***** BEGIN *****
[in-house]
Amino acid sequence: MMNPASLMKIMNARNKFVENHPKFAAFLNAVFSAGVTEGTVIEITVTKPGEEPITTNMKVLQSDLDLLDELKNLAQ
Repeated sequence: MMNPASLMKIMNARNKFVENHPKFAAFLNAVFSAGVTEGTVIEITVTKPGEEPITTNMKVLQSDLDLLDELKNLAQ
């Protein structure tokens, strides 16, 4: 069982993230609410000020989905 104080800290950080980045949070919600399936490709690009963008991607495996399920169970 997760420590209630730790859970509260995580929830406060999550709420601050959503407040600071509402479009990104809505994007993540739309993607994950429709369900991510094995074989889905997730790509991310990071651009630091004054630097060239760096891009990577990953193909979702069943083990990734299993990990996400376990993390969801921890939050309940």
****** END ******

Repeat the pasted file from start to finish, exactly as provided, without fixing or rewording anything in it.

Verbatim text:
[in-house]
Amino acid sequence: MMNPASLMKIMNARNKFVENHPKFAAFLNAVFSAGVTEGTVIEITVTKPGEEPITTNMKVLQSDLDLLDELKNLAQ
Repeated sequence: MMNPASLMKIMNARNKFVENHPKFAAFLNAVFSAGVTEGTVIEITVTKPGEEPITTNMKVLQSDLDLLDELKNLAQ
């Protein structure tokens, strides 16, 4: 069982993230609410000020989905 104080800290950080980045949070919600399936490709690009963008991607495996399920169970 997760420590209630730790859970509260995580929830406060999550709420601050959503407040600071509402479009990104809505994007993540739309993607994950429709369900991510094995074989889905997730790509991310990071651009630091004054630097060239760096891009990577990953193909979702069943083990990734299993990990996400376990993390969801921890939050309940």